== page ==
Then, Mao Zedong became ruler within a coalition of parties, with the promise that the CCP would rule China democratically, as it had been indicating in its rhetoric for years.

Now, China makes no pretense to being democratic (it conducts low-level elections, but that’s about it), defying scholars from modernization theorists who held that economic growth fosters democracy to Francis Fukuyama, who predicted in 1989 that liberal democracy had emerged as the world’s only legitimate form of rule. China instead derives its political legitimacy from results – economic growth and security for its people.  A fair amount of indoctrination, censorship and repression is mixed into that as well, but shhhh, we’re not supposed to notice that too much.

Then, China was a rural economic backwater, rife with poverty.  This inspired Mao’s adaptation of Marxism to this agrarian environment, and also inspired him to embark on the Great Leap Forward, the deadliest mistake in human history, which resulted in tens of millions of deaths.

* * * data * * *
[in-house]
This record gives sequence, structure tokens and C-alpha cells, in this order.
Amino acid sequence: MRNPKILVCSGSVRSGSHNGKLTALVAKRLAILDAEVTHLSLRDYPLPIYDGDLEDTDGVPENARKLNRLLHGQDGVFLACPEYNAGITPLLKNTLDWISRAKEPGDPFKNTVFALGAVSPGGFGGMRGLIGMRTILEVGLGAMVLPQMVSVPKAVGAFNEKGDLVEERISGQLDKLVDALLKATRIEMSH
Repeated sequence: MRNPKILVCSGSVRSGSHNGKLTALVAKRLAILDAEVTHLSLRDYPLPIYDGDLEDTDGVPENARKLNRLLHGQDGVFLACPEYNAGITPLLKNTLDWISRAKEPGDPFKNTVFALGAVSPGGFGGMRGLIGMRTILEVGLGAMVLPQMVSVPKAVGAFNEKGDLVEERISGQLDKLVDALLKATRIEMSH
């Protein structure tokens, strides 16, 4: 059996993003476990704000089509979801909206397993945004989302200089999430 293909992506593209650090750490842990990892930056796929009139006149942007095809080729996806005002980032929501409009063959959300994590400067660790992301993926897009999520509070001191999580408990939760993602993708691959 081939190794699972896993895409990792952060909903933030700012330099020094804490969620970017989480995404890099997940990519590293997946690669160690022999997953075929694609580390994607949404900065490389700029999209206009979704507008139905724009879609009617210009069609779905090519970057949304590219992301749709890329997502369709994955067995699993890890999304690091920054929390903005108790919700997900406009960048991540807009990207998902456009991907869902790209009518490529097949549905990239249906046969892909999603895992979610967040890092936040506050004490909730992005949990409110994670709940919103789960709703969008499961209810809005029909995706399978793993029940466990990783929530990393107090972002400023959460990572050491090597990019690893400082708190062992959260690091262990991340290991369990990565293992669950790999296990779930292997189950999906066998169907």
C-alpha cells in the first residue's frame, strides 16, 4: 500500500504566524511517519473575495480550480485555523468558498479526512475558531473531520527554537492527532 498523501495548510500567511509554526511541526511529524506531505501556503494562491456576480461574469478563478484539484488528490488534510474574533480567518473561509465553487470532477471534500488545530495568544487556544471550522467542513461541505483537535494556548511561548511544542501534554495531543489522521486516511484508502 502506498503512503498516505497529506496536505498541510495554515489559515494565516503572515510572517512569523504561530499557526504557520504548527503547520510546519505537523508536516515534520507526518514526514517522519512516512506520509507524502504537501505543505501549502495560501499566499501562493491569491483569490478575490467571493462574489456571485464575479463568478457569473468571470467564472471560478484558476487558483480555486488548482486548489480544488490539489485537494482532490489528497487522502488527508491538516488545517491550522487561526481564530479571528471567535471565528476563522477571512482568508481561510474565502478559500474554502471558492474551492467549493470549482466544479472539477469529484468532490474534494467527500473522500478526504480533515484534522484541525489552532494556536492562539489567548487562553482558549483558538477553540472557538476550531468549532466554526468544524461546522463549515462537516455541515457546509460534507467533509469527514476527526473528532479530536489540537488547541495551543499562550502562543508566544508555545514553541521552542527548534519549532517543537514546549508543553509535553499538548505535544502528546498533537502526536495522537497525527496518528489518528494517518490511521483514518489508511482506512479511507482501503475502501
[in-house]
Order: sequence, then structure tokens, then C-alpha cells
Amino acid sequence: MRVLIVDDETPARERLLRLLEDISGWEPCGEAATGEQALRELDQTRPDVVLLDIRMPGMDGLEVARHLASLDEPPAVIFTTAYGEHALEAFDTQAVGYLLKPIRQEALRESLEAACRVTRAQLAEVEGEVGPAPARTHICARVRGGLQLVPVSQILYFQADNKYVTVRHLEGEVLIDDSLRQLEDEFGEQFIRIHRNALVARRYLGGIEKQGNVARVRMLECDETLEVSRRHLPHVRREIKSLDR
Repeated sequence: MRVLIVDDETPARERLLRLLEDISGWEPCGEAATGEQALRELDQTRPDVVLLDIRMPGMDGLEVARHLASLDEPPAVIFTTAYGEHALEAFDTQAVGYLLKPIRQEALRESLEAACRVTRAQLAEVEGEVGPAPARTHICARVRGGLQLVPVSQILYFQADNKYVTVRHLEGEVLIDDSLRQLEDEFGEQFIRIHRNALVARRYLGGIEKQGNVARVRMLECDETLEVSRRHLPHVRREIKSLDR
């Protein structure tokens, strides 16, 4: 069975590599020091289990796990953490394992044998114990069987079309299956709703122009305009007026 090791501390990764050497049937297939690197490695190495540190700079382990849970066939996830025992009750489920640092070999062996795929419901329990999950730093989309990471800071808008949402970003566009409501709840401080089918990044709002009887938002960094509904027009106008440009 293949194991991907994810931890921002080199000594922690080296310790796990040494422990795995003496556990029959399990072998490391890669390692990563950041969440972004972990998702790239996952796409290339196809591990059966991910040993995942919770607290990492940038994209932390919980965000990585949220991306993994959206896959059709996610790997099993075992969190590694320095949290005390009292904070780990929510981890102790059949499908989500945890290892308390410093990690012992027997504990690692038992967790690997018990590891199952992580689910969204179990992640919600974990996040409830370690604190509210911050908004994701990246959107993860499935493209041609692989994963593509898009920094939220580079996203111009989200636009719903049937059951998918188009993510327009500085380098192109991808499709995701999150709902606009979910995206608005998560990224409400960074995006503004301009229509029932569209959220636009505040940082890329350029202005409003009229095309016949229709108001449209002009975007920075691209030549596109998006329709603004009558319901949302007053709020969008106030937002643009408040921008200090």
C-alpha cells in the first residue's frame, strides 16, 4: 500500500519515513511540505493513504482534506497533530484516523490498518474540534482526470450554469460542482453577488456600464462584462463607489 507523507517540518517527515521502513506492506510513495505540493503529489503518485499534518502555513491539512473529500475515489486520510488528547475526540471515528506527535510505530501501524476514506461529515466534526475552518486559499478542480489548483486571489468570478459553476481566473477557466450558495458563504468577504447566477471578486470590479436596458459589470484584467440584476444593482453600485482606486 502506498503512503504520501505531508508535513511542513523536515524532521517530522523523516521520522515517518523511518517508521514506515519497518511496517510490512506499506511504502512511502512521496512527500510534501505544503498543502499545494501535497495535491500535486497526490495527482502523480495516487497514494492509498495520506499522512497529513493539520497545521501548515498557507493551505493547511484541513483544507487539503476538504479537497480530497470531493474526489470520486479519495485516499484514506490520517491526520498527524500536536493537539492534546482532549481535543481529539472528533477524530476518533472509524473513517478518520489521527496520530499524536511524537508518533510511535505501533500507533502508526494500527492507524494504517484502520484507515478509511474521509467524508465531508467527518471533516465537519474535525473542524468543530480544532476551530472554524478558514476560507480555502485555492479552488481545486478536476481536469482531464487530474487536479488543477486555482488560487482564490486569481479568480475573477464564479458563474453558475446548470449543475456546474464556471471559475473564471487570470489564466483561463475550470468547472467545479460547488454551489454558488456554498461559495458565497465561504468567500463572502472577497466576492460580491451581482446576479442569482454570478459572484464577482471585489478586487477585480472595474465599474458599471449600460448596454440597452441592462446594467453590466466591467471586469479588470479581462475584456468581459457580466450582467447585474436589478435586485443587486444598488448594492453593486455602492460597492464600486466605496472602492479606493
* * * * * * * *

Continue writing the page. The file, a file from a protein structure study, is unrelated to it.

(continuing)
Now, since abandoning communism in a reform process that took hold in the 1980s post Mao, China has achieved the most astonishing feat of sustained economic growth in human history, raising hundreds of millions of people out of poverty and, depending on the metric you use, either challenging or actually overtaking the US as the world’s largest economy.  This growth has largely occurred in a context of interdependence with the US, and the current Trump-initiated trade war with China is hurting both economies as each country’s leader attempts to get the other to blink.  But even in a period of sustained economic slowdown, exacerbated by the trade war, China’s annual GDP growth is still above 6%, about twice that of the United States. Under Xi Jinping, China continues on an unprecedentedly ambitious project to redirect most of the world’s economy through China via the Belt and Road Initiative and generally make the country a superpower.